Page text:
Sentimental cartography – the art of mapping the complex emotions of the human psyche – has been circulating throughout cultures since its birth during the Renaissance era. (There’s a brilliantly subtle example in the children’s-book-that’s-not-quite-for-children: The Phantom Tollbooth.) Yet what happens when an artist seeks to interpret the human body – rather than the mind – by use of visual mapping? A stunning illustration of how design and science coexist – and why this relationship is shaping our future understanding of health sciences.
The human body is, indeed, a complex infrastructure – connected by veins, dictated by cells, protected by skin. It’s a system that, at first glance, appears strikingly similar to that of any bustling metropolis (even more so when juxtaposed with the human body subway map). So if we’re utilizing maps to navigate through our cities, why aren’t we expanding cartography from a geographical perspective into a scientific one? After all, Tokyo-Yokohama, the world’s largest city, has a population of 33 million, paling in comparison to the average human body’s cell count of 100 trillion. So if Tokyo boasts a map, shouldn’t the body?
It’s an idea not lost on today’s artists. Italian illustrator Caterina Gabelli has centered her thesis work around the concept. “Anatomic figures are incredible representations of the human body, since, not only they reflect the culture of the time when they were created, but also, being a tool designed for medical-scientific research, they do not need to be art pieces, just images useful to mankind,” Gabelli writes. “This peculiarity is also found in maps. The origin of maps is directly linked to man’s scientific knowledge and they reflect more explicitly the ideas and the culture of the time when they are created.”
In other words, perhaps maps share more about our culture than we realize. Between the creased folds, typographic selections and antiqued colorways, maps lead us into new territories for exploring the physical realm – but also the emotional. In one of his more famous works entitled Map of an Englishman, British artist Grayson Perry created a geographical map to describe the various emotional states of our culture, from seas of schizophrenia to mountains of dementia. (Oddly enough, the map appears to be halved vertically, as if displaying the open brain of a human). He writes, “I tended to put the darker, more subconscious things on the bottom right, because that’s where they are in the brain.”
The resulting piece reads as a modern-day “Land of Tenderness Map,” which dates back to 1654 and is cited as an inspiration of Gabelli’s work. First appearing in French writer Madleine de Scudery’s novel Cleile, this fictional cartography illustrates a landscape traced to represent the inside of the female body, noting topographic denominations of places described as emotional paths. Each spot marks a feeling – a sort of physical itinerary through the many possible emotions of mankind.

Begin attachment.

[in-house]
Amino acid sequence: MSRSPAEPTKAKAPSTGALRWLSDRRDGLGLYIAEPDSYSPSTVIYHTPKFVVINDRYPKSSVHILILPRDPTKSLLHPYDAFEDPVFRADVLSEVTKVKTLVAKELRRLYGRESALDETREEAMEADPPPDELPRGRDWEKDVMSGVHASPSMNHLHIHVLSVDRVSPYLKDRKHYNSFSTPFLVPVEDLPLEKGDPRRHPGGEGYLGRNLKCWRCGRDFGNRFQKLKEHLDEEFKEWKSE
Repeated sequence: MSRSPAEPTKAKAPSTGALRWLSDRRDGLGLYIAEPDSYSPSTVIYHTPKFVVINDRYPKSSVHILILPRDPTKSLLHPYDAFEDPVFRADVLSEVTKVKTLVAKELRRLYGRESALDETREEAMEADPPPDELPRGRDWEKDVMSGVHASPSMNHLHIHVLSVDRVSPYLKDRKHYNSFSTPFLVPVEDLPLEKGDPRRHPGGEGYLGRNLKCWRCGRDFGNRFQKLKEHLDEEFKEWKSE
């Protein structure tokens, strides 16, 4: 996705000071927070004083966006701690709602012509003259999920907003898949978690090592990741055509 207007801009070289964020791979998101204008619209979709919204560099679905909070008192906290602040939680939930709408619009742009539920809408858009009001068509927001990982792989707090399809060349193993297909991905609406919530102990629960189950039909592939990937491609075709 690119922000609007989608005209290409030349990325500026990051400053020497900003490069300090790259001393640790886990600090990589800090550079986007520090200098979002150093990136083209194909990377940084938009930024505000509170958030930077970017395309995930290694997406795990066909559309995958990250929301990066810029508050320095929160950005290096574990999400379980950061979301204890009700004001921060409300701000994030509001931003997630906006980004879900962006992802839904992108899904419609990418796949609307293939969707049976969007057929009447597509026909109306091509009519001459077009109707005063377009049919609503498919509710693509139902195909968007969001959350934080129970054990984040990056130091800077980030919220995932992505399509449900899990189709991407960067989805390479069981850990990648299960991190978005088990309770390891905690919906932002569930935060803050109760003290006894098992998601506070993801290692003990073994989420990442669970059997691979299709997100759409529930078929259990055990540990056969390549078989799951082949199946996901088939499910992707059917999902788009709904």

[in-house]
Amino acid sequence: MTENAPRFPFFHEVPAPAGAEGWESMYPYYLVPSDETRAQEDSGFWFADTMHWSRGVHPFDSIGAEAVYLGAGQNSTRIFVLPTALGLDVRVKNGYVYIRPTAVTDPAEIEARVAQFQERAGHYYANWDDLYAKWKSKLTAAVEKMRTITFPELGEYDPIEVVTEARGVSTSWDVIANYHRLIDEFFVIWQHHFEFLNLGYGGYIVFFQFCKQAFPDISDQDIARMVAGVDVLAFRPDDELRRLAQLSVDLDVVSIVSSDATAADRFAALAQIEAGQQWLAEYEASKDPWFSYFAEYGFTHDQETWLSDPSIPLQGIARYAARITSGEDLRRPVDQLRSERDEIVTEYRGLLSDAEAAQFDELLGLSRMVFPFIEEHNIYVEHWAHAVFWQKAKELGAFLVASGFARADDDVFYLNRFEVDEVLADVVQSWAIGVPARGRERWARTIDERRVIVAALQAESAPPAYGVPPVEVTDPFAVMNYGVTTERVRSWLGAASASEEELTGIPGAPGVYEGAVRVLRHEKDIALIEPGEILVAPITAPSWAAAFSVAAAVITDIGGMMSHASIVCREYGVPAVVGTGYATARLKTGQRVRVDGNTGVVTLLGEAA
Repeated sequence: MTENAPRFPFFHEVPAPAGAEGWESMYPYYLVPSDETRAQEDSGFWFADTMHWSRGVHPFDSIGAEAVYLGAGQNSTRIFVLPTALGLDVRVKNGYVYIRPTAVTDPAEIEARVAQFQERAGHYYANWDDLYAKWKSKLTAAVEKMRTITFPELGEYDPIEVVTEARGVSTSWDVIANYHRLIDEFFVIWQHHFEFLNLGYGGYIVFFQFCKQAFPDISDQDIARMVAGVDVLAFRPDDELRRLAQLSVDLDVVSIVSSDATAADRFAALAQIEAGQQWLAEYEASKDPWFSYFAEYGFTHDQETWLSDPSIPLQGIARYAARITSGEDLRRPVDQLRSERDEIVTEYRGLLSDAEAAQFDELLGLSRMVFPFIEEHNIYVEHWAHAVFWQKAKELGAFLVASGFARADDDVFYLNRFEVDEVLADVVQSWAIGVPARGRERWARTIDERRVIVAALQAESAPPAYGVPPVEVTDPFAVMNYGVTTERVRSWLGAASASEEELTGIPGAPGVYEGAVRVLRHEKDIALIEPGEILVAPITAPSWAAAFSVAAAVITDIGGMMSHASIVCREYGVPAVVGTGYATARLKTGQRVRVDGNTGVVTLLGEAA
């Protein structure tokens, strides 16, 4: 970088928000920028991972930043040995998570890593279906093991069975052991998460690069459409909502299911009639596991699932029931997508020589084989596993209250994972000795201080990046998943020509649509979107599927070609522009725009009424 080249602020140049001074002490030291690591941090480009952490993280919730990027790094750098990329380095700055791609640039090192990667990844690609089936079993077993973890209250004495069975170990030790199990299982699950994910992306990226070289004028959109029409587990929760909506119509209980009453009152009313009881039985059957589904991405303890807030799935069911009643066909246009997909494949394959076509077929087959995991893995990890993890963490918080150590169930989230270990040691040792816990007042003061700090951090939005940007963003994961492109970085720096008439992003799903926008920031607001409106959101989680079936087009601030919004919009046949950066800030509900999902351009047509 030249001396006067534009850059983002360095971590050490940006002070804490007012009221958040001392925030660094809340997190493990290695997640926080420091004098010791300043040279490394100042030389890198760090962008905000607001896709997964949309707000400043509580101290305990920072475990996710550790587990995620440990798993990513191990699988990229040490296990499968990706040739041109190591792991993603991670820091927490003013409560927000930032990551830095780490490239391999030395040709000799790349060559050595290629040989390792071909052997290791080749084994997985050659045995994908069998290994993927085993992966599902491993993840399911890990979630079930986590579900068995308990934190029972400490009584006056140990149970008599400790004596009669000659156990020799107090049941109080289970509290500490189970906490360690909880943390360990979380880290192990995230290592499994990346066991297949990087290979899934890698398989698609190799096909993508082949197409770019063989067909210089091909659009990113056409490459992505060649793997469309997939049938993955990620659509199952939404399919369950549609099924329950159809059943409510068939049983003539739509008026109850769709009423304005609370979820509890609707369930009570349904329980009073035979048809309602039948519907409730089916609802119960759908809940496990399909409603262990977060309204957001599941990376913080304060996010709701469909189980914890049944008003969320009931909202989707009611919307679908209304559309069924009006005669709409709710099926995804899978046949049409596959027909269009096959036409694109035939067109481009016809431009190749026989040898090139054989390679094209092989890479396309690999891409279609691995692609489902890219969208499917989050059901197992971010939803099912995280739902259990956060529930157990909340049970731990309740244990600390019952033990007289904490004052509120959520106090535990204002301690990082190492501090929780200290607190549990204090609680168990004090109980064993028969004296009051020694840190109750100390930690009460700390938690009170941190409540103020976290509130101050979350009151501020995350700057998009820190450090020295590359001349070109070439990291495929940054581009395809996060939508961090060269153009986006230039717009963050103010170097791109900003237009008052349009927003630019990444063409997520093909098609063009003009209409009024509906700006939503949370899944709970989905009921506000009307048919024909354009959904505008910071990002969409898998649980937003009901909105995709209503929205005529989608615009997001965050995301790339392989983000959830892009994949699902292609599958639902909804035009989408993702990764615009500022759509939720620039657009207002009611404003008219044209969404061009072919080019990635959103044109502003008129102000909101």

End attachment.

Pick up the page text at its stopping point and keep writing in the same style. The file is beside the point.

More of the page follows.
Not surprisingly, cartographers are trained to evoke emotion in their maps, whether geographical, literal or emotional. In the 5 Principles of Map Design proposed by The British Cartographer Society, designing to engage is highlighted as an essential focus: “Only by feeling what the user feels, can we see what the user sees. Good designers use . . . emotive contents. The image is the message.”
For Gabelli, the message is clear. “One day I drew a picture of an open womb, and the blood vessels resembled rivers seen from above. My teacher commented that inside the human body lies a vast geography,” she writes. “I thought it was really true and began to study visual references tied to the world of maps in order to understand if, somehow, it was possible to combine these two fields: the Macrocosm of geography and the Microcosm of the human being.”
She’s not alone. International artist Tamara Kostianovsky has been exploring the connection between geography and the human body in a more literal sense. Her 2004 piece Hair-Map features a map of the united States created from her own hair, “in an attempt to incorporate my body to a landscape that felt foreign to me,” she writes.
Gabelli also credits her work to an intense relationship with her surroundings. “The city where I was living, Venice, deeply affected my work. I became aware of how the landscape where we live affects our emotional feelings,” she writes. “The water that surrounds and passes through Venice represents our blood circulation the same way Venice’s topography belongs in a certain way to a very intimate area of the inner human body.”
A beautiful analogy, but what does it mean for today’s technological focus in the increasingly complex field of science? Perhaps a “back to the basics” resurgence is precisely what is needed to navigate – quite literally – the changing landscape of our human bodies. Just as our early explorers applied the art of cartography to discover new territories, so, too, can scientists embrace this age-old technique to connect, reveal and innovate.
Perhaps Reif Larsen explained it best in his novel of 12-year-old genius cartographer, The Selected Works of T. S. Spivet: “A map does not just chart, it unlocks and formulates meaning; it forms bridges between here and there, between disparate ideas that we did not know were previously connected.”
Ideas like art and science. Design and the human body. Our geographical past – and our technological future.
Image Credits: Caterina Gabelli